AB 218 also extended the statute of limitations on the discovery of a psychological illness or injury from three years to five years for child sex crime survivors, provided the discovery took place on or after January 1, 2020.

AB 218 has various aspects that can impact different survivors in different ways (and in some cases for a limited period of time). For more information on AB 218, please take a moment to view our comprehensive blog that summarizes everything you need to know.

Despite the varying statutes of limitations, it is always in the survivor’s best interest to take immediate legal action (or as soon as possible) following a sex crime. Memories fade over time and physical evidence can become damaged or lost. Acting in a timely fashion and filing a claim as soon as possible helps ensure the best possible outcome in a sexual abuse or disability abuse civil suit.

Contact our top-rated team of expert sexual abuse attorneys online or by phone today to pursue justice and secure a financial award for damages.

The Dordulian Law Group Advantage

Dordulian Law Group (DLG) is here to help bring justice to disabled survivors of sexual abuse. DLG was founded by Samuel Dordulian, a former Deputy District Attorney and sex crimes prosecutor for Los Angeles County. Mr. Dordulian, with the assistance of Moses Castillo, DLG’s Chief Investigator and a retired LAPD sex crimes detective, works tirelessly to ensure that disabled survivors of sexual abuse receive the justice they deserve. Dordulian and Castillo have a combined 50 years of legal experience and provide survivors with the type of exemplary support and representation they need and deserve. Survivors can be confident that DLG will thoroughly, professionally, and effectively investigate and litigate every detail of their case.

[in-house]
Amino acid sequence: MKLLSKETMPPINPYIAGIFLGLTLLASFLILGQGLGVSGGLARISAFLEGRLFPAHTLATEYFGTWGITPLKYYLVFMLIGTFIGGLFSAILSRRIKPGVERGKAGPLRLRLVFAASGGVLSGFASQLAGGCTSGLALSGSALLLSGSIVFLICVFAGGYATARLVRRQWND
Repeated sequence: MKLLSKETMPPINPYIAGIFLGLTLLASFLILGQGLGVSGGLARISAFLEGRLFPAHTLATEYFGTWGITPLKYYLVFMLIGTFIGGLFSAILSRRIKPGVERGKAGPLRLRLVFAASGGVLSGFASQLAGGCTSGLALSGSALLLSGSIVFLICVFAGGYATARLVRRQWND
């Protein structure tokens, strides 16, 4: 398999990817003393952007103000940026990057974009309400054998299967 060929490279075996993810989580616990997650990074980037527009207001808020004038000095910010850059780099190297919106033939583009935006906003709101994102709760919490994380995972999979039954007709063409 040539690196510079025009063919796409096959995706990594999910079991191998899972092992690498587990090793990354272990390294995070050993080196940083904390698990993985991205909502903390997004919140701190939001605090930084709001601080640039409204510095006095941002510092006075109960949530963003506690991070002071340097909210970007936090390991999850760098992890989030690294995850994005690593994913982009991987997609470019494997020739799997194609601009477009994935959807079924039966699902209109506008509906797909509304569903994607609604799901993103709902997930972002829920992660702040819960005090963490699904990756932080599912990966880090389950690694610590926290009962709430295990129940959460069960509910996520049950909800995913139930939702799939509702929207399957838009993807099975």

The attorneys at DLG are fierce advocates for people with disabilities who have survived sexual abuse. We understand that every case is unique and must be handled with great care and concern. Those who choose DLG to represent them in sexual abuse cases will have a group of devoted allies from our SAJE Team working to guarantee that all guilty parties are held accountable.

DLG can bring lawsuits against the individual perpetrators of abuse, and/or institutions that willfully and negligently allowed the abuse happen, such as schools, school districts, and care facilities. We want you to be certain that when we accept your case, justice will be served to the fullest extent of the law.

For many disabled survivors of sexual abuse-and their loved ones-the pursuit of obtaining justice and possibly finding healing can be a long and difficult journey. At DLG, we’re here to ensure that your journey ends with a fair and just resolution. Contact us today for a free consultation via 800-880-7777.

DLG’s SAJE Team members are here to answer any questions you have 24/7.